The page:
An Evolving Landscape

With the popularity of graph databases driven by such benefits, we’ve seen an emergence of new players to the market, creating a bonafide landscape of tools and technologies. Let’s consider a deep dive look at the graph database landscape, defined by categories and leading solutions.

Operational Graph Databases

Gartner defines Operational Databases as “Relational and non-relational DBMS products suitable for a broad range of enterprise-level transactional applications, and DBMS products supporting interactions and observations as alternative types of transactions.” (Gartner Inc., Magic Quadrant for Operational Database Management Systems, published: October 2016, ID: G00293203)

Bloor Research states these solutions tend to be native graph stores or built on top of a NoSQL platform. They are focused at transactions (ACID) and operational analytics, with no absolute requirement for indexes. (Bloor Research: Graph and RDF databases 2015 #2, published Sept. 2015)

Operational Graph Databases include: Titan, JanusGraph, OrientDB and Neo4j.

Knowledge Graph / RDF

The Resource Description Framework (RDF, sometimes known as triple stores) is a family of World Wide Web Consortium specifications originally designed as a metadata model. It has come to be used as a general method for conceptual description or modeling of information that is implemented in web resources, using a variety of syntax notations and data serialization formats.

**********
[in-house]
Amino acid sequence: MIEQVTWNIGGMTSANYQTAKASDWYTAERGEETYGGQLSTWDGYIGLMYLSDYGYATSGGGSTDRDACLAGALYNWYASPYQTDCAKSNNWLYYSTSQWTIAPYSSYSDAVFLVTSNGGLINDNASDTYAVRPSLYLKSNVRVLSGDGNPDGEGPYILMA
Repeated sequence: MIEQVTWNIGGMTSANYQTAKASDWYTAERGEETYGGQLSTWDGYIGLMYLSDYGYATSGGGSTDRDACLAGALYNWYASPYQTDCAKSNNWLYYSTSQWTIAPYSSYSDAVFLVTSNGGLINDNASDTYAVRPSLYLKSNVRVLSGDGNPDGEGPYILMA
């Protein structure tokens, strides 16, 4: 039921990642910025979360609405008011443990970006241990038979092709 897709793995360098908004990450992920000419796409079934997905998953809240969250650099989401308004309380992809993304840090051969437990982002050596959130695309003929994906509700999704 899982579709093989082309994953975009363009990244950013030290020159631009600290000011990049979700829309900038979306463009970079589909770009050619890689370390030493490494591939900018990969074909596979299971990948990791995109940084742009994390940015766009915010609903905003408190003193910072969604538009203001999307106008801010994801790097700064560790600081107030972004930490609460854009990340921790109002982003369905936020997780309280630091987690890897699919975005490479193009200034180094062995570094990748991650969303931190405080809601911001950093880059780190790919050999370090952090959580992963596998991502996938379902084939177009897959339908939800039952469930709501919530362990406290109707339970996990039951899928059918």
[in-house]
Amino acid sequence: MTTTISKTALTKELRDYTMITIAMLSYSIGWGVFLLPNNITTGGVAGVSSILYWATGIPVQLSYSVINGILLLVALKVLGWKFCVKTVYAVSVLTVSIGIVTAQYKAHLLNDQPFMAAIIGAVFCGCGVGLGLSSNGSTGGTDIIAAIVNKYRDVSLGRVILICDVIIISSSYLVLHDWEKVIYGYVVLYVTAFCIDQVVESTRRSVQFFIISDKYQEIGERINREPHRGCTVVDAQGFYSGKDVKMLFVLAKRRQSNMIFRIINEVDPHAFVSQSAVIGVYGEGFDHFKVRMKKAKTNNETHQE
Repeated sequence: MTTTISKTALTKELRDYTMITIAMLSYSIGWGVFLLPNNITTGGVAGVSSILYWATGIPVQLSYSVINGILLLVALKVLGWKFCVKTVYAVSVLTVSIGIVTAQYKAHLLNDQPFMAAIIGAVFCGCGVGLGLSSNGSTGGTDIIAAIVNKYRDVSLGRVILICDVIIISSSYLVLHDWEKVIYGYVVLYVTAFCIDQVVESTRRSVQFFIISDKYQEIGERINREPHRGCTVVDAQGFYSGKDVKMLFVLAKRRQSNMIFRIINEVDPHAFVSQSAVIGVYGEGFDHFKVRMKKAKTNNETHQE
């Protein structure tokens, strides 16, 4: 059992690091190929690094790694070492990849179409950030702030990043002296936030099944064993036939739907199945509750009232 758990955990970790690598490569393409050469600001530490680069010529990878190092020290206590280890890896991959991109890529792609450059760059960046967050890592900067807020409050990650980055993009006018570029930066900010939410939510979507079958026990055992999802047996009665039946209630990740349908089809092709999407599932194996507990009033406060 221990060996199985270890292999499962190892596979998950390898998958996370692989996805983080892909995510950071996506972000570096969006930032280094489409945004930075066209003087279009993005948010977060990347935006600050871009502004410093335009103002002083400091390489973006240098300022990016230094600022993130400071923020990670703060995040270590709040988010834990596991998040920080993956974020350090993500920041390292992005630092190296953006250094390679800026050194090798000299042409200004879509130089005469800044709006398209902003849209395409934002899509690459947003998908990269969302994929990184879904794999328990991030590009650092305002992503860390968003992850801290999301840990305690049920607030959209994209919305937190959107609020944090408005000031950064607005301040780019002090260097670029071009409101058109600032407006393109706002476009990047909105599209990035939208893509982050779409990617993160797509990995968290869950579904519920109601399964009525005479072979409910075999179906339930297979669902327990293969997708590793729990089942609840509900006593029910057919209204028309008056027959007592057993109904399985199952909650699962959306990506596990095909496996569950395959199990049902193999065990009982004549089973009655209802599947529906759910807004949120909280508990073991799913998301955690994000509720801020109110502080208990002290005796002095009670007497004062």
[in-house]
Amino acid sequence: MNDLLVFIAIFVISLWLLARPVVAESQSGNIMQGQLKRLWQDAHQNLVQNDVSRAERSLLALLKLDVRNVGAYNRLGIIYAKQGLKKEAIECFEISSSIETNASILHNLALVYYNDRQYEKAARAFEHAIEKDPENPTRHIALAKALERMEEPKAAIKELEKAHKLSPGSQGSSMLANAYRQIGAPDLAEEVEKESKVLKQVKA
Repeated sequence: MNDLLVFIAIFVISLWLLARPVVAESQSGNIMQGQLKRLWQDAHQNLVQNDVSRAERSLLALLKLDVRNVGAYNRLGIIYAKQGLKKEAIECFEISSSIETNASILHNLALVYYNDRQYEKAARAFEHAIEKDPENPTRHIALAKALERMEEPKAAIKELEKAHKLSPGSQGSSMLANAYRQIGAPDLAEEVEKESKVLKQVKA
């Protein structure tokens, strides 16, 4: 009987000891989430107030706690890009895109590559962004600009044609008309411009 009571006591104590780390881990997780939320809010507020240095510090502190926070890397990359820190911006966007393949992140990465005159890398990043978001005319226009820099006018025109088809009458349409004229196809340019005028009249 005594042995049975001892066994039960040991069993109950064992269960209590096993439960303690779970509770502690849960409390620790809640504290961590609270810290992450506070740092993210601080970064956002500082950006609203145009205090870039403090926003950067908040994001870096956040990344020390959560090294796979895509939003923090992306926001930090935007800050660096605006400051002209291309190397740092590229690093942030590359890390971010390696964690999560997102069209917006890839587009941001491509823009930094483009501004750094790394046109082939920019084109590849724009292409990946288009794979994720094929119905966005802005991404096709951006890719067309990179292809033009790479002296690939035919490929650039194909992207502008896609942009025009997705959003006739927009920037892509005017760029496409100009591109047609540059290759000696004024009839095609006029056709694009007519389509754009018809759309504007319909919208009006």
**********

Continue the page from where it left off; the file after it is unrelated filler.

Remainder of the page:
According to Bloor Research, these graphs are often semantically focused and based on underpinnings (including relational databases). They are ideal for use in operational environments, but have inferencing capabilities and require indexes even in transactional environments. (Bloor Research: Graph and RDF databases 2015 #2, published Sept. 2015)

A number of graph database vendors have based their knowledge graph technology on RDF, including: AllegroGraph, Virtuoso, BlazegraphStardog, and GraphDB.

Multi-Modal Graphs

This category encompasses databases designed to support different model types. For example, a common possibility is a three-way option of document store, key value store or RDF/graph store. (Bloor Research: Graph and RDF databases 2016, published Jan. 2017) The advantages of a multi-modal approach are that different types of queries, such as graph queries and key value queries can be run against the same data. The main disadvantage is that the performance cannot match a dedicated and optimized database management system.

Examples of multi-modal graphs include: Microsoft Azure Cosmos DB, ArangoDB and Sqrrl.

Analytic Graphs